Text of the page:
By Rivers and Barnett
Tuesday, April 27, 2010
Boys' poorer reading levels in a recent study are feeding a troubling tendency to lower literacy expectations for boys, say Caryl Rivers and Rosalind C. Barnett. It's just as destructive as the old myth about girls' math inferiority.
Editor's Note: The following is a commentary. The opinions expressed are those of the author and not necessarily the views of Women's eNews.
(WOMENSENEWS)--Are we creating a new myth to parallel the one that says girls can't do math? Are we, in fact, starting to believe that boys are simply not "wired" for reading and other verbal skills?
Will mothers (and fathers) start looking at their sons and begin steering them away from careers that involve writing and verbal skills because boys are just not suited for such pursuits?
Something similar happened with girls in 1980 after the media hyped the idea of a male "math gene" that girls didn't have.
That idea has since been discredited, but mothers in particular took it seriously. A longitudinal survey by Jacqueline Eccles of the University of Michigan and her colleagues found that, 10 years later, mothers who knew about the articles had lowered their expectations of their daughters' math abilities. There's proof positive that flawed-but-widely-published media stories can do harm.
So mothers need to know that their sons are not verbal basket cases. But this idea--popular with the media in the last few years--has resurfaced in the wake of a new study by the Washington, D.C.-based Center on Education Policy, a research and advocacy group. It found that girls are reading better than boys in all 50 states.
However, media stories on the study too often have included unscientific ideas. An ABC News blog on March 17 said that: "While girls' brains are more verbally oriented, often making reading skills easier for them, boys' brains are visually oriented." There is no reliable scientific evidence for that statement.
Meanwhile, reporting on the study, New York Times columnist Nicholas Kristof wrote: "Some people think that boys are hardwired so that they learn more slowly, perhaps because they evolved to fight off wolves more than to raise their hands in classrooms."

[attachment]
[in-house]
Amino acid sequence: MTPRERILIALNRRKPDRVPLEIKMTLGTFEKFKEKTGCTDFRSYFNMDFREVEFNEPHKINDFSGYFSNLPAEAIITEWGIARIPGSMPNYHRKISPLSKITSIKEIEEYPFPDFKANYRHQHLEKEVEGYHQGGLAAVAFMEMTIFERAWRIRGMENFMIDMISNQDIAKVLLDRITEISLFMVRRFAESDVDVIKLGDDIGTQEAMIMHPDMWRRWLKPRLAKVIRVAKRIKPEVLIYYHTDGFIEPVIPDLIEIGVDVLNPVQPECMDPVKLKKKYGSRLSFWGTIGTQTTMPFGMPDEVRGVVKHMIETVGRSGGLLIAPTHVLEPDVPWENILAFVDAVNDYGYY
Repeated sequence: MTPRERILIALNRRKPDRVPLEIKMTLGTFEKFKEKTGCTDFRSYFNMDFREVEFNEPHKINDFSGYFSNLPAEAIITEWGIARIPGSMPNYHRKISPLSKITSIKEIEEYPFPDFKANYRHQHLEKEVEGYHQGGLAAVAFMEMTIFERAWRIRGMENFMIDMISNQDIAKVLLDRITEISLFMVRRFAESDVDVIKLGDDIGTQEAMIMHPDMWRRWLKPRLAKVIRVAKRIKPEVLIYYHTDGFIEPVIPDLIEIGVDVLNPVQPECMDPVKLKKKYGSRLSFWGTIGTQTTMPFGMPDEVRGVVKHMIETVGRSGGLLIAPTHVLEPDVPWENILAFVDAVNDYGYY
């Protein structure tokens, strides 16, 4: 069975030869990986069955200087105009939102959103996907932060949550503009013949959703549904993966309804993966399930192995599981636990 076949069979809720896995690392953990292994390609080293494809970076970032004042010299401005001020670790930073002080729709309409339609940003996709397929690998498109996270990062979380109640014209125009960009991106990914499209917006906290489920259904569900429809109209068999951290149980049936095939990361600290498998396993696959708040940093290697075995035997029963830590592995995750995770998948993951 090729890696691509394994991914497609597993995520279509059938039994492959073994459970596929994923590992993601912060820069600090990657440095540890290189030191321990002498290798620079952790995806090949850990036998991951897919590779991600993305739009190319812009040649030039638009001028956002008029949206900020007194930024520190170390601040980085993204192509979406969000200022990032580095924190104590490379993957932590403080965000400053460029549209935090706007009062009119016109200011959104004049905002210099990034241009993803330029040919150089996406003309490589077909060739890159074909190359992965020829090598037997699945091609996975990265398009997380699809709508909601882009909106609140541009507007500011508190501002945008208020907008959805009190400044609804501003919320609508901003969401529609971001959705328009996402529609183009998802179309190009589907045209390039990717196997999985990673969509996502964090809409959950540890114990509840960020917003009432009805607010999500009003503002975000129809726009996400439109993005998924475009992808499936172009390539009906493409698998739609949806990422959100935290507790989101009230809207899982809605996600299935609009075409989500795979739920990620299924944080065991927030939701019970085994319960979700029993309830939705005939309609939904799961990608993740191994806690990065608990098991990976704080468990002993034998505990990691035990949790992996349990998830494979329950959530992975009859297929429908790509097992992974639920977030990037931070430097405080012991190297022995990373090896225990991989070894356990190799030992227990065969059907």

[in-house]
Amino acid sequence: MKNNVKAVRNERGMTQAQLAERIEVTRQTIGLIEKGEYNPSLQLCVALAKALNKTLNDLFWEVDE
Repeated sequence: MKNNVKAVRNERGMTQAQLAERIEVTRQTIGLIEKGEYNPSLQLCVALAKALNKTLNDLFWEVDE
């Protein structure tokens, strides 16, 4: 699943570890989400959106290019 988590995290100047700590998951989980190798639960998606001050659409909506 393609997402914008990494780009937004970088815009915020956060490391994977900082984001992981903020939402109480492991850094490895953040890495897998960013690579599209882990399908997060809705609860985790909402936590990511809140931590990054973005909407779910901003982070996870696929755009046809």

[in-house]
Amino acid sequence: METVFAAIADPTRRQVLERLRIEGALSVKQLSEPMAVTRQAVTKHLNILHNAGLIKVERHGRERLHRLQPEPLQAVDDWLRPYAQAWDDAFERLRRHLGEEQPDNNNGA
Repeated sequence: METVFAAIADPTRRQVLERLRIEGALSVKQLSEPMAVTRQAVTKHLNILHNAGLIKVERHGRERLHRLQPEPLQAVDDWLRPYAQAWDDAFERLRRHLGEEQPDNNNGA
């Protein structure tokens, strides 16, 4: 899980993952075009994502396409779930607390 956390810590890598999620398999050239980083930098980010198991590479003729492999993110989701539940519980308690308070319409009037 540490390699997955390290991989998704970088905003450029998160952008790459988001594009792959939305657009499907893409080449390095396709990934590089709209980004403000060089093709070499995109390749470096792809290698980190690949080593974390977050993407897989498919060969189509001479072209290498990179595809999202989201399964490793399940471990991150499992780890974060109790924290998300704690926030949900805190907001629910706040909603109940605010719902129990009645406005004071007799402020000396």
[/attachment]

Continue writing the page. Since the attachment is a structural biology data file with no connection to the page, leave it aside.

Such articles dovetail with a narrative that has been eagerly taken up by the media in the past few years. A number of critics have suggested that boys' reading material be dumbed down to "informational texts" and stories about adventure and combat.
Houston neurologist Bruce Perry, quoted in Newsweek in 2006, claimed that because of boys' hardwired disadvantages, putting girls and boys in the same classes is a "biologically disrespectful model of education."
The New Republic claimed in 2006 that a "verbally drenched curriculum" is "leaving boys in the dust." That same year, The Hartford Courant suggested that "because boys don't want to read books from beginning to end, informational texts are ideal."
Are American boys really in reading freefall? Are they verbal incompetents?
Not really. The newest study sounds alarming, but if you look at the fine print, there's less than meets the eye.
The authors of the study noted that girls did outperform boys in every state between 2002 and 2008. However, in the large majority of states, the gender difference in proficiency scores in reading at the elementary-, middle- and high-school grades was less than 10 percentage points. Moreover, between 2002 and 2008, boys made slightly more gains in reading than did girls.
The takeaway message, on the last page of the report, is that "there is a great deal of overlap in the distribution of reading scores between males and females; many boys do well in reading and many do not, and the same is true of girls."
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